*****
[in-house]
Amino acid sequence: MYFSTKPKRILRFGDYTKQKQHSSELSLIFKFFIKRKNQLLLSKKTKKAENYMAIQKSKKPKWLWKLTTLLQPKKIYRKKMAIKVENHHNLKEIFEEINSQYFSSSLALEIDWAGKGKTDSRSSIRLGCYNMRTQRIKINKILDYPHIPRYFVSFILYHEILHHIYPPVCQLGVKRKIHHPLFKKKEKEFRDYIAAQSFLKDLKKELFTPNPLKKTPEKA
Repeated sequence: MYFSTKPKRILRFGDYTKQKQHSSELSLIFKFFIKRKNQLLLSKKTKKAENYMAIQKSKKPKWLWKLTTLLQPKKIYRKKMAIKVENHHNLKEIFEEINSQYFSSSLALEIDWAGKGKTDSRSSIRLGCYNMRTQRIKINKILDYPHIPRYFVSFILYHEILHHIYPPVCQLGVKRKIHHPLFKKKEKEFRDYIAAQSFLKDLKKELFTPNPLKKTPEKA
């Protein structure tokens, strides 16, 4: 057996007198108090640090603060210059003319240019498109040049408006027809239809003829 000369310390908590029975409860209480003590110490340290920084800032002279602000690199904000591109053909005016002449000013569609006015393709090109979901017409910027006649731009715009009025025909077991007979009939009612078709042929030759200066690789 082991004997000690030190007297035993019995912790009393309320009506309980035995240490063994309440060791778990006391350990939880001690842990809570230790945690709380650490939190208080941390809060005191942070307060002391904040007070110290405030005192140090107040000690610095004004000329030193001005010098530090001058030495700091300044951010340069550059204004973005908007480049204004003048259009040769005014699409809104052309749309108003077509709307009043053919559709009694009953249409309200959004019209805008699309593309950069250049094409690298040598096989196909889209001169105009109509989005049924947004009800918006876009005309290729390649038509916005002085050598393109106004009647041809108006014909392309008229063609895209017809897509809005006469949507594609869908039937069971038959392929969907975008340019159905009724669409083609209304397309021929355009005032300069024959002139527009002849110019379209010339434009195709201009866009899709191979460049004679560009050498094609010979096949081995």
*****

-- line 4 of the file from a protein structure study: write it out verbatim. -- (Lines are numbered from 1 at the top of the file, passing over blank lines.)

């Protein structure tokens, strides 16, 4: 057996007198108090640090603060210059003319240019498109040049408006027809239809003829 000369310390908590029975409860209480003590110490340290920084800032002279602000690199904000591109053909005016002449000013569609006015393709090109979901017409910027006649731009715009009025025909077991007979009939009612078709042929030759200066690789 082991004997000690030190007297035993019995912790009393309320009506309980035995240490063994309440060791778990006391350990939880001690842990809570230790945690709380650490939190208080941390809060005191942070307060002391904040007070110290405030005192140090107040000690610095004004000329030193001005010098530090001058030495700091300044951010340069550059204004973005908007480049204004003048259009040769005014699409809104052309749309108003077509709307009043053919559709009694009953249409309200959004019209805008699309593309950069250049094409690298040598096989196909889209001169105009109509989005049924947004009800918006876009005309290729390649038509916005002085050598393109106004009647041809108006014909392309008229063609895209017809897509809005006469949507594609869908039937069971038959392929969907975008340019159905009724669409083609209304397309021929355009005032300069024959002139527009002849110019379209010339434009195709201009866009899709191979460049004679560009050498094609010979096949081995």